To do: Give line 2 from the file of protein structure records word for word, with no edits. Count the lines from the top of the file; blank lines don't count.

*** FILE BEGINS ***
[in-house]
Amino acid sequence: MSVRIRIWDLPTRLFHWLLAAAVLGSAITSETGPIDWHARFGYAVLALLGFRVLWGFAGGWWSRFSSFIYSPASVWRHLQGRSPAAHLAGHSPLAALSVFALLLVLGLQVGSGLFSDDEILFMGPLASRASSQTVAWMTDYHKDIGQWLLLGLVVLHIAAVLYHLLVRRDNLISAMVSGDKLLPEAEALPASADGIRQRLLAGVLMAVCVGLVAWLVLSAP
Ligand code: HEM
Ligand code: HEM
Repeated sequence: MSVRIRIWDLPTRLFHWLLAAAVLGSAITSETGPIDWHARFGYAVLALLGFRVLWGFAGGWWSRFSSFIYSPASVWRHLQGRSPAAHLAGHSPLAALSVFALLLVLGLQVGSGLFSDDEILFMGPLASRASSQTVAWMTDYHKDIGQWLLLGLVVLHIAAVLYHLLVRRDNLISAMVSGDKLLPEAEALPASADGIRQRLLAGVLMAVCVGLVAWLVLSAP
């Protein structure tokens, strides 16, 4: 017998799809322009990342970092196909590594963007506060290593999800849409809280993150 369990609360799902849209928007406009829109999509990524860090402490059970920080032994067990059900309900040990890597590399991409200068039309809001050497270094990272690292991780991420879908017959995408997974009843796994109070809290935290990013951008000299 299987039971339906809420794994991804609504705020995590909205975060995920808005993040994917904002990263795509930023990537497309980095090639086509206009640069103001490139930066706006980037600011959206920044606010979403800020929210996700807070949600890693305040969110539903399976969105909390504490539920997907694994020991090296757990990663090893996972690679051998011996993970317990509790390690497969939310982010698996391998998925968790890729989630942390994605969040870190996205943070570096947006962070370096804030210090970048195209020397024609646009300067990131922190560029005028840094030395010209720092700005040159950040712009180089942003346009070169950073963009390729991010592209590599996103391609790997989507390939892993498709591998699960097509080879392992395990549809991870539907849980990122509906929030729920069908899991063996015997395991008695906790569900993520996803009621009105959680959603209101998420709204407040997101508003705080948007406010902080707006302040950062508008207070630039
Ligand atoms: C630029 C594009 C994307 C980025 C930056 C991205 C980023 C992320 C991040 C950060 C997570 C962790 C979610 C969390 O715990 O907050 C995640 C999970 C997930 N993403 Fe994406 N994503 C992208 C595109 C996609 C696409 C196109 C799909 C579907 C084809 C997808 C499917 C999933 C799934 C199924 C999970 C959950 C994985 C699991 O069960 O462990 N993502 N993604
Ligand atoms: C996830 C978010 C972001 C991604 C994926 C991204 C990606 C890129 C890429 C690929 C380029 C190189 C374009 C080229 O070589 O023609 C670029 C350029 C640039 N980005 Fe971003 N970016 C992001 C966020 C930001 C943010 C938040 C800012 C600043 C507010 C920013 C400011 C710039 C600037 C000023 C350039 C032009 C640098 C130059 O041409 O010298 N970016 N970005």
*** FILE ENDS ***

Amino acid sequence: MSVRIRIWDLPTRLFHWLLAAAVLGSAITSETGPIDWHARFGYAVLALLGFRVLWGFAGGWWSRFSSFIYSPASVWRHLQGRSPAAHLAGHSPLAALSVFALLLVLGLQVGSGLFSDDEILFMGPLASRASSQTVAWMTDYHKDIGQWLLLGLVVLHIAAVLYHLLVRRDNLISAMVSGDKLLPEAEALPASADGIRQRLLAGVLMAVCVGLVAWLVLSAP